Including potassium-rich foods in the diet may protect against high blood pressure and help to control blood pressure that is too high. Also, if your blood potassium is too low, it may increase blood pressure.

Foods that contain potassium include:

  • Bananas
  • Dried fruits
  • Skim milk
  • Potatoes

If you take a "diuretic" (water pill) to control your blood pressure, it is important to have your doctor check your potassium level during your regular check-ups. You may need to be on a potassium supplement to keep your blood potassium within the normal range. Some medical conditions (such as kidney disease) may require you to LIMIT the amount of potassium in your diet. Talk with your doctor about including potassium-rich foods in your diet.
A registered dietitian can give you more information about foods rich in potassium.

Other foods to help lower blood pressure
A study, called DASH (Dietary Approaches to Stop Hypertension) looked at the impact of foods on high blood pressure. They found that those following a DASH diet lowered systolic blood pressure (the top number) by 5.5 mm Hg and diastolic blood pressure (the bottom number) by 3.0 mm Hg.
This includes:

  • Increase calcium intake to more than 1200 mg/day
  • Lower fats to less than 26% of calories
  • Increase fiber, potassium and magnesium

In people with high blood pressure, the systolic blood pressure decreased by 11.4 mm Hg and the diastolic blood pressure decreased by 5.5 mm Hg.
A registered dietitian can help you plan your daily menu to include foods rich in fiber, potassium magnesium and calcium, while limiting the amount of fat.

Control stress and anger
During periods of stress or anger, blood pressure rises. If the stress and anger persists, over time, high blood pressure can occur. Stress and anger also related to heart disease.

Tips to control stress and anger:

  • Manage your time
  • Set realistic goals of what you can accomplish each day
  • Take time each day to relax
  • Learn relaxation techniques

Stress management professionals are available to help you learn new strategies to control stress and anger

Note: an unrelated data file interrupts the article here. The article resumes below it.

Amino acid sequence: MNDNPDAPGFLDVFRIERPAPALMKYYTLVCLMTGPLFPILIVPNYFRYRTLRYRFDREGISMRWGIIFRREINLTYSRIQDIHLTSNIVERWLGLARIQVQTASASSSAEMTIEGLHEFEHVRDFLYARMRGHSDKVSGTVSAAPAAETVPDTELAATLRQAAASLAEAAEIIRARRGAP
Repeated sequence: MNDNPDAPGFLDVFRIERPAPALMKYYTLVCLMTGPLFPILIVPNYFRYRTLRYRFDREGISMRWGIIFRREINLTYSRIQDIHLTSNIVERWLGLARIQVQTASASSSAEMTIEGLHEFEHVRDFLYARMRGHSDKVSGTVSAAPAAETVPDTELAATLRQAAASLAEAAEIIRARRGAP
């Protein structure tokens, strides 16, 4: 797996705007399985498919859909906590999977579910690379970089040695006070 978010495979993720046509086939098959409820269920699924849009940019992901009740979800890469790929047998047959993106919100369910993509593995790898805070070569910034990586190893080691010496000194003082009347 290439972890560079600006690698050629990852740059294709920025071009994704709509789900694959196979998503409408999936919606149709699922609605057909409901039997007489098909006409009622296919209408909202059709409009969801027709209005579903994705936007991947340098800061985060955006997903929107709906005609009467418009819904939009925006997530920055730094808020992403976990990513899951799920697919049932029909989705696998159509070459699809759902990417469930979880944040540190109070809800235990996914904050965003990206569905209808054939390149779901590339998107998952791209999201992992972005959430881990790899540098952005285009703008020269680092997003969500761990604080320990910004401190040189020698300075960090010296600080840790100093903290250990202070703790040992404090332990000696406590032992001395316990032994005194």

Take medications to control high blood pressure
Depending on your blood pressure readings, other risk factors, or blood pressure related conditions your doctor may decide to place you on medications to reach your blood pressure goal. Decreasing blood pressure with medications and lifestyle changes clearly decreases the risk of cardiovascular disease and death.
Tips to treat high blood pressure with medications:

  • Follow your doctor’s orders about taking your medications
  • Do not stop taking your medications without talking to your doctor

There are many different types of blood pressure medications. You will need to find the best drug to achieve your blood pressure goal with the least amount of side effects.

Follow-up with your health care team
To control high blood pressure, you must work with your health care team of doctors, nurses, and other health care providers. Once your high blood pressure is diagnosed, your doctor may want to see you often until it is under control (every one to four weeks). He or she may want you to monitor your blood pressure at home and keep a record of your blood pressure at different times of the day. Once your blood pressure is in control, regular follow up visits are still required to ensure control and minimize side effects. Your doctor will tell you how often to schedule visits.

When you come to the doctor, bring:

  • A list of your current medications
  • Your blood pressure record
  • A list of any questions you may have

It’s up to you
High blood pressure effects over 50 million Americans each year. Over time, high blood pressure can cause damage to your blood vessels and major organs (heart, kidney). Through lifestyle changes, medications, and working with your health care team, you can control your high blood pressure and prevent future problems.